Lesson Plan on There’s No Place Like Space (Montessori Australia)

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Kinder / Preschool / ELC Lesson Plan – Lesson Plan on There’s No Place Like Space (Montessori Australia), Montessori philosophy

Title: Exploring Space: A Montessori-inspired Lesson Plan for Kinder/Preschool/ELC Students in Australia

Curriculum Link: This lesson plan aligns with the Australian Early Years Learning Framework (EYLF) and specifically focuses on the following outcomes:

1. Outcome 2: Children are connected with and contribute to their world.
2. Outcome 4: Children are confident and involved learners.

Theorist Link: This lesson plan incorporates elements of Maria Montessori’s educational philosophy, emphasizing hands-on learning, independence, and self-directed exploration.

Objective:
By the end of this lesson, students will be able to:
1. Identify and describe the central themes in the children’s book “There’s No Place Like Space.”
2. Demonstrate an understanding of basic space concepts, such as planets, stars, and the solar system.
3. Engage in independent and collaborative activities that promote curiosity, creativity, and critical thinking.

Materials:
1. “There’s No Place Like Space” by Tish Rabe
2. Montessori-inspired space-themed materials (e.g., planet models, star charts, astronaut costumes, space puzzles)
3. Art supplies (e.g., crayons, markers, colored pencils, construction paper)
4. Montessori-inspired work trays and mats
5. Space-themed sensory bin (optional)
6. Montessori-inspired space-themed books (optional)

Procedure:

1. Introduction (10 minutes):
a. Gather students in a circle and introduce the book “There’s No Place Like Space.”
b. Discuss the cover and ask students to predict what the book might be about.
c. Explain that today, they will be exploring space and learning about the central themes in the book.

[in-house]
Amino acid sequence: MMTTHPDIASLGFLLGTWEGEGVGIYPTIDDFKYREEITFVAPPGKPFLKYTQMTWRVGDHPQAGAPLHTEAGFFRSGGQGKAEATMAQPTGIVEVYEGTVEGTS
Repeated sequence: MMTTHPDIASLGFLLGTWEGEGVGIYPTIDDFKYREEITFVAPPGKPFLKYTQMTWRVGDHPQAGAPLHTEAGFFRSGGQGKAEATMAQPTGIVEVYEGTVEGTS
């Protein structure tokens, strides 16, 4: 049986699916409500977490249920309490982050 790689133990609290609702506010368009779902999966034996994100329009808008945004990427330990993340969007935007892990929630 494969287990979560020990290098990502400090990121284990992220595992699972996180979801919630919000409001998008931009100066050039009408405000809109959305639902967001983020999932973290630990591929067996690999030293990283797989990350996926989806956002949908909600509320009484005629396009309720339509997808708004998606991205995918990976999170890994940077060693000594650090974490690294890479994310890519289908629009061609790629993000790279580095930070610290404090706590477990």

2. Reading and Discussion (15 minutes):
a. Read aloud “There’s No Place Like Space,” pausing to engage students in discussions about the illustrations, characters, and space concepts.
b. Use open-ended questions to encourage critical thinking and active participation.
c. Relate the story to real-life experiences and ask students to share their thoughts and ideas.

3. Montessori-inspired Activities (45 minutes):
a. Independent Exploration:
– Set up Montessori-inspired work trays and mats with space-themed materials.
– Provide students with opportunities to explore and manipulate planet models, star charts, and space puzzles.
– Encourage students to observe, touch, and ask questions about the materials.
b. Collaborative Art:
– Provide art supplies and invite students to create their own space-themed artwork.
– Encourage creativity and self-expression while discussing the colors, shapes, and patterns they choose.
c. Sensory Exploration (optional):
– Set up a space-themed sensory bin with materials such as moon sand, star-shaped objects, and astronaut figurines.
– Allow students to explore the sensory bin, describing the textures, shapes, and sensations they experience.
d. Montessori-inspired Books (optional):
– Set up a cozy reading corner with Montessori-inspired space-themed books.
– Encourage students to browse and read independently or in small groups.

4. Reflection and Conclusion (10 minutes):
a. Gather students back in a circle and ask them to share their favorite part of the lesson.
b. Discuss the central themes they learned from the book and the activities.
c. Encourage students to reflect on what they enjoyed and what they learned about space.
d. Conclude the lesson by emphasizing the importance of curiosity, exploration, and learning about the world around them.

Assessment:
1. Informal assessment can be conducted throughout the lesson by observing students’ engagement, participation, and understanding of space concepts.
2. Document students’ artwork, written reflections, and verbal responses to assess their comprehension and creativity.
3. Use anecdotal notes to record individual observations and identify areas for further support or extension.

Extension Activities:
1. Invite a guest speaker, such as an astronomer or science educator, to share more about space exploration and answer students’ questions.
2. Create a space-themed dramatic play area where students can dress up as astronauts, explore a pretend rocket ship, and engage in imaginative play.
3. Plan a field trip to a local planetarium or science center to provide a hands-on experience and reinforce the concepts learned in the lesson.

Note: Adapt the lesson plan as needed to suit the specific needs and interests of the students in your Kinder/Preschool/ELC setting

Country

Australia

Framework

EYLF (Australia)

Theorist

Maria Montessori

Subject

Books

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